Fuji smiled. “You are very poetic, my dear. I can see you have been learning well. But it is best not to speak of the red and the white. As far as the Miboshi are concerned, there are now only the white.”


“Yet in this pond the white are outnumbered by the red,” Asagao said, so quietly only Yayoi heard. She wondered what her story was and how she had ended up under Fuji’s protection. The two older women walked on and the girls were left alone.


*   *   *


Over the next few days she was able to learn more about Asagao and the other girls. Their ages ranged from six to fourteen. The oldest was gentle, rather tall, as slender as a reed, and seemed shy and younger than her age. Her name was Yuri. The next oldest was Asagao, born the year before Yayoi. Then there were two sisters, so close in age they looked like twins, with red cheeks and a stocky plumpness that the meager food at the temple did nothing to diminish. They were ten and nine years old and were called Sada and Sen. The youngest, the six-year-old, was Teru, a thin, wiry little girl who reminded Yayoi of the monkey acrobat children. She wondered if she was of the same family and, if so, why she had been sent away to the temple.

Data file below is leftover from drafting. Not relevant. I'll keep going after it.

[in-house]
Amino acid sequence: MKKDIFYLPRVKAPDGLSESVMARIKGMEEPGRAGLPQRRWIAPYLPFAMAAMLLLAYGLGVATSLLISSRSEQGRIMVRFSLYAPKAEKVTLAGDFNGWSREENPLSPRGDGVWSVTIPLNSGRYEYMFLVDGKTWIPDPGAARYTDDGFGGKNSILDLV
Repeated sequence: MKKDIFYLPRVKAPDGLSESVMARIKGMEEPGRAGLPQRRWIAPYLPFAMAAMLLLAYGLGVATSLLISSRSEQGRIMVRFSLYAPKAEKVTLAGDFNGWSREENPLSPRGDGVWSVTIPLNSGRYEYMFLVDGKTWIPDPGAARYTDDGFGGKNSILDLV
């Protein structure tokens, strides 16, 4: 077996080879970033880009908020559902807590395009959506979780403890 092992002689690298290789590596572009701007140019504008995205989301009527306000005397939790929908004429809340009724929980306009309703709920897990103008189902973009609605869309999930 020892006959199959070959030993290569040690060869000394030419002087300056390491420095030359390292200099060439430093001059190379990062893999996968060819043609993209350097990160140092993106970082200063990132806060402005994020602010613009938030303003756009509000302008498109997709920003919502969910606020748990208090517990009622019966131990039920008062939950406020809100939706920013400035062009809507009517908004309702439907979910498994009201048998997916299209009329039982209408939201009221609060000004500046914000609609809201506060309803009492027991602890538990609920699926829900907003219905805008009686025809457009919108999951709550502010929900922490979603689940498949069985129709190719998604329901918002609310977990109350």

She mentioned this to Asagao one night as they were preparing for bed. The older girls helped the younger ones, combing their hair, hanging their day clothes on the racks. Teru had fallen asleep while Yayoi was smoothing out the wrinkles from her robe. Yuri was at the far end of the room, singing quietly to Sada and Sen, who were already lying curled together. Her voice sounded thin and mournful. The plum rains had begun and everything was damp. The water fell in a steady cascade from the roofs, drowning all other sound. In the dim days, the girls became both febrile and depressed.


“Lady Fuji probably bought her from her family,” Asagao said. “Many parents have no choice. Daughters fetch a good price. Everyone wants girls these days.”


“Is that what happened to you?” Yayoi was ashamed of asking so directly, but could not control her curiosity.


“My mother was one of Lady Fuji’s entertainers,” Asagao whispered. “I am not meant to speak of it, but I want to tell you. My father was a Kakizuki warrior. They fell in love, he bought her freedom and took her to his house in Miyako. Women on the boats don’t have children—you will find out, I suppose—so I was lucky to be born at all. When the capital fell to the Miboshi, my father did not flee with the Kakizuki, but sent me to Lady Fuji, and killed my mother and himself.”